Berkeley, George Monck (DNB00)

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BERKELEY, GEORGE MONCK (1763–1793), miscellaneous writer, son of the Rev. George Berkeley, prebendary of Canterbury, and grandson of Bishop Berkeley, was born on 8 Feb. 1763 at Bray in Berkshire. After receiving some elementary instruction at the King's School, Canterbury, he was sent, at the age of twelve, to Eton. His mother [see Berkeley, Eliza], who, in 1797, after his death, published his 'Poems 'for private circulation, tells us that he was exceedingly self-willed. He was endowed with a singularly unselfish disposition, and his precocity was such that he began to publish before he had left Eton. At the age of sixteen his father took him from Eton, and was his tutor for two years, after which he sent him to the university of St. Andrews, where he remained for three years and a half. He was elected at the age of nineteen a corresponding member of the Edinburgh Society of Antiquaries. On leaving St. Andrews he became a fellow-commoner of Magdalen Hall, Oxford, and afterwards he was admitted a student of the Inner Temple. In 1787 he published 'Nina' (a comedy in two acts), which his mother declares that he translated from the French in six hours. His next dramatic attempt, 'Love and Nature,' a musical piece in one act, performed at Dublin theatre in 1789, and published in 1797, was founded on Prior's 'Emma and Henry' (a modernisation of the 'Nut Brown Maid'); it is written in stiff blank verse. In 1789 appeared his 'Literary Relics,' a book of considerable interest and value, containing much original matter. The contents are: (1) An Inquiry into the Life of Dean Swift; (2) Original Letters of Charles II, James II, and the Queen of Bohemia; (3) Correspondence of Swift; (4) Eighty-six Letters of Bishop Berkeley, chiefly addressed to Thomas Prior; (5) Letters of Congreve, Addison, and Steele. Southey, in 'Omniana' (i. 251), says that George Monck Berkeley, had he lived, would have published the manuscript journal of his grandfather's Travels in Italy.' In 1789 Berkeley visited Ireland, and was made LL.B. of Dublin University. While he was staying in Dublin he sought out Richard Brenan (the servant who attended Swift in his last moments), and settled on him a small pension. Falling into weak health he went for the benefit of the sea breezes to Dover. Afterwards he removed to Cheltenham, where he died on 26 Jan. 1793. His mother tells us that he had intended to write a work in defence of the Christian religion. The poems edited by his mother are of very slight interest.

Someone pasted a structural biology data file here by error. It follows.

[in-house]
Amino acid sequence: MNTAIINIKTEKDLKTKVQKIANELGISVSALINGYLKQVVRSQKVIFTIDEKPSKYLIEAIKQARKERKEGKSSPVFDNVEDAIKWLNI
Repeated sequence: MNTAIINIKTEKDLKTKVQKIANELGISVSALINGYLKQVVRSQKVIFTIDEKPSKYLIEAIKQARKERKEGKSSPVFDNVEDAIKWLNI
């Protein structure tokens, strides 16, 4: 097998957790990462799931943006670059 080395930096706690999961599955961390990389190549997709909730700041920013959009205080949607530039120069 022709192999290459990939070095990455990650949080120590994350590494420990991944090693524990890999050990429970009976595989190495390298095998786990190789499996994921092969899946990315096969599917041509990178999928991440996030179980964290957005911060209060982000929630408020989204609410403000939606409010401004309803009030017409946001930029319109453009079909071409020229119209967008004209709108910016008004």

[Poems, with a preface by his mother, 1797; Biographia Dramatica, ed. 1812, i. 35; Gent. Mag. lxvii. 403; Nichols's Literary Illustrations, vi. 698; Bishop Berkeley's Works, ed. Fraser, iv. 356, 359.]

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